The preacher was Dame Mary Tanner D.B.E. a parishioner of St. Laurence Church, here in Hawkhurst.
Pentecost Sunday 2022 and the Queen’s Platinum Jubilee
These last months we have followed Jesus from his birth at Christmas, his baptism, through his ministry, to his death on the Cross, his resurrection and ascension into heaven and now today we celebrate the sending of the Spirit upon his disciples, upon the Church. These events form the very centre of the Christian faith which the Church has celebrated for nearly 2000 years. This is the heart of our faith which we remember each week in this Eucharist, in this Holy Communion and from which we are sent out in the power of the Spirit of Pentecost to live and work to God’s praise and glory.
But, back to our Gospel and the words of Jesus – ‘I am among you as one who serves’. The disciples had been discussing who was the greatest among them. Jesus answers them. ‘Let the greatest among you become the youngest, and the leader as one who serves…. I am among you as one who serves.’ It is not difficult to see why this passage has been chosen for this Pentecost service is it? Today is special as we celebrate the Platinum Jubilee of our Queen. On her 21st birthday she was in South Africa and there she pledged herself to the service of God’s people.
Much has been remembered about our Queen these last days. Each of us will have our own memories. I wonder what yours are. I have mine. Memories from childhood and the moment at school in 1952, when I was 14 and our history mistress came into the classroom holding back tears and told us the King had died and Elizabeth was Queen! We were told to pack our books away and go home. I remember events over the years and of course the special privileged day when I met the Queen and our conversation as her majesty pinned on me the honour of DBE. I was humbled that she could honour work for the Anglican Communion and for the reconciliation and unity of divided churches. I saw it as a recognition not just of my work but the team I worked with. I remember too my nervousness as I moved away from her and had to curtsey as I walked backwards. Try doing that with high heels on.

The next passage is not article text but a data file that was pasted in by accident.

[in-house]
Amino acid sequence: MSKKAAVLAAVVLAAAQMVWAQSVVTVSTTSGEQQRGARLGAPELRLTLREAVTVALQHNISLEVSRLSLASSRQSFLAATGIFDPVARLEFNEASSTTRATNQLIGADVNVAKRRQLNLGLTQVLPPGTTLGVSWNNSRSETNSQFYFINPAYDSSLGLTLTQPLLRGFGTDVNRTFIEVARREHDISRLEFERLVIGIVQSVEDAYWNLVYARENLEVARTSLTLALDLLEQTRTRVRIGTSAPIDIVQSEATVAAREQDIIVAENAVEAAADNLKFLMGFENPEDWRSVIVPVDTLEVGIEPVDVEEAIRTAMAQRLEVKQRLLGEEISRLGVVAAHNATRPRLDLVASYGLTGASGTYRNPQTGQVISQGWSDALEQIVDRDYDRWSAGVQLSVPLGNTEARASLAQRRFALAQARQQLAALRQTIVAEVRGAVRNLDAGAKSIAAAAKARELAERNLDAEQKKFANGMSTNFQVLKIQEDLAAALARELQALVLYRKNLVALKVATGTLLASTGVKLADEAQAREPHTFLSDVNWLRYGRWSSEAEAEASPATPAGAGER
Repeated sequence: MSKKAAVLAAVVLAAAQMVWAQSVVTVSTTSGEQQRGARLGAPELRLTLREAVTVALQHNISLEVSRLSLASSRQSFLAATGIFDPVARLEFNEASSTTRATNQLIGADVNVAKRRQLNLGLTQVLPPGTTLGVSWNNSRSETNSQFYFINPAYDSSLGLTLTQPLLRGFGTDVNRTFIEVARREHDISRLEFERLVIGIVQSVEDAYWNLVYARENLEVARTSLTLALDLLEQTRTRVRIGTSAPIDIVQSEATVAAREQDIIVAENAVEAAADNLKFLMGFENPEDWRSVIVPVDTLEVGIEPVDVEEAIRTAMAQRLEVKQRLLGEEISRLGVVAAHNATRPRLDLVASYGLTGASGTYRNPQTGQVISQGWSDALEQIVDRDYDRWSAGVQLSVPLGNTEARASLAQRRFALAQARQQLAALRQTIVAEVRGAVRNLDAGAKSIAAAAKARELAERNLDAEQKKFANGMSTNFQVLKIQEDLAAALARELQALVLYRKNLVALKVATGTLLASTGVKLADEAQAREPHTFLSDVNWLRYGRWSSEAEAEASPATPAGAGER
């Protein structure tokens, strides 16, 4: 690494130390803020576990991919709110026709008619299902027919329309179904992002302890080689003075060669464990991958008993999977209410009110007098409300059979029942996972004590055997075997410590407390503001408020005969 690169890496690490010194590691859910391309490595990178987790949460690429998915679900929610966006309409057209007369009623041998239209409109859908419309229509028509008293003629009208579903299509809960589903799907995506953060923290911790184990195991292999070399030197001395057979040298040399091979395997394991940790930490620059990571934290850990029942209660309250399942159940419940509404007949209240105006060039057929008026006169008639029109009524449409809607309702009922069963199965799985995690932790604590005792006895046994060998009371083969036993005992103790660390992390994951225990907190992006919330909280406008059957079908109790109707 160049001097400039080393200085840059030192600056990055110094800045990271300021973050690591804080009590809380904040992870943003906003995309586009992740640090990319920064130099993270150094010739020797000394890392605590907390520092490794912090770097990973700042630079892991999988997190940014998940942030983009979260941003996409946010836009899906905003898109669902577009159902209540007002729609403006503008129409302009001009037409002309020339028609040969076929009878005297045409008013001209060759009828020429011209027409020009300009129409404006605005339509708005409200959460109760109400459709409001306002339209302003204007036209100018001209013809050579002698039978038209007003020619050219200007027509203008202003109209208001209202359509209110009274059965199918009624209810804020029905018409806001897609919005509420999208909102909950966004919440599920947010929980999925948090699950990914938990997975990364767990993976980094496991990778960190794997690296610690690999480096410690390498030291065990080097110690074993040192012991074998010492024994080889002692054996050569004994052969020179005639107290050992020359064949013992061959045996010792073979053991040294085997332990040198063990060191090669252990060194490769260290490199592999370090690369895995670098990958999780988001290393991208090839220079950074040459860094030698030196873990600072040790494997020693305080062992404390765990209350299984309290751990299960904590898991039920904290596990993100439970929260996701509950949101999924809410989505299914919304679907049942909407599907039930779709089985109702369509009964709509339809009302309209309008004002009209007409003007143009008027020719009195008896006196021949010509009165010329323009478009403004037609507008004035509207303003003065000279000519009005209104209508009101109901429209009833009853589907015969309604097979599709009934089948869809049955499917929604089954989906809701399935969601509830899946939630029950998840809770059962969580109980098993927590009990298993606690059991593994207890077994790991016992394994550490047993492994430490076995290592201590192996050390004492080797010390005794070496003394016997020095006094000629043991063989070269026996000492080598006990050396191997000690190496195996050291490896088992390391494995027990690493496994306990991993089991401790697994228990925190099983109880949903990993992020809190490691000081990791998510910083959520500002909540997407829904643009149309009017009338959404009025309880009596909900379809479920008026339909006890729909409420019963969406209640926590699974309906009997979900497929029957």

There is something so right about celebrating the Jubilee of our Queen in this place, in church at this service helping us to remember how central the Christian faith has been in her own life for 70 years. She has never been afraid to speak of her faith in public. What an example to set us.
In her Christmas messages she hardly ever missed an opportunity to speak about her faith in front of thousands and thousands around the world and to us gathered in front of our fires after a hearty Christmas lunch that we just had to finish in time for the Queen to join us at 3 o’clock. The Queen’s Christmas messages have consistently included references to her faith, her allegiance to Christ, and her belief in the power of prayer.
In her very first Christmas message in 1952 Elizabeth asked her people to pray for her as she prepared to dedicate herself to the service of her people at her Coronation. She often spoke of her gratitude for our prayers over the years and her gratitude to God for his unfailing, steadfast love. She said, ‘I have indeed seen God’s faithfulness’.
In 2002, when a mere 76, she said of her faith:
“I know how much I rely on my faith to guide me through the good times and the bad times. Each day is a new beginning. I know that the only way to live my life is to try to do what is right, to take the long view, to give of my best in all that the day brings, and put my trust in God. I draw from the message of hope in the Christian Gospel.”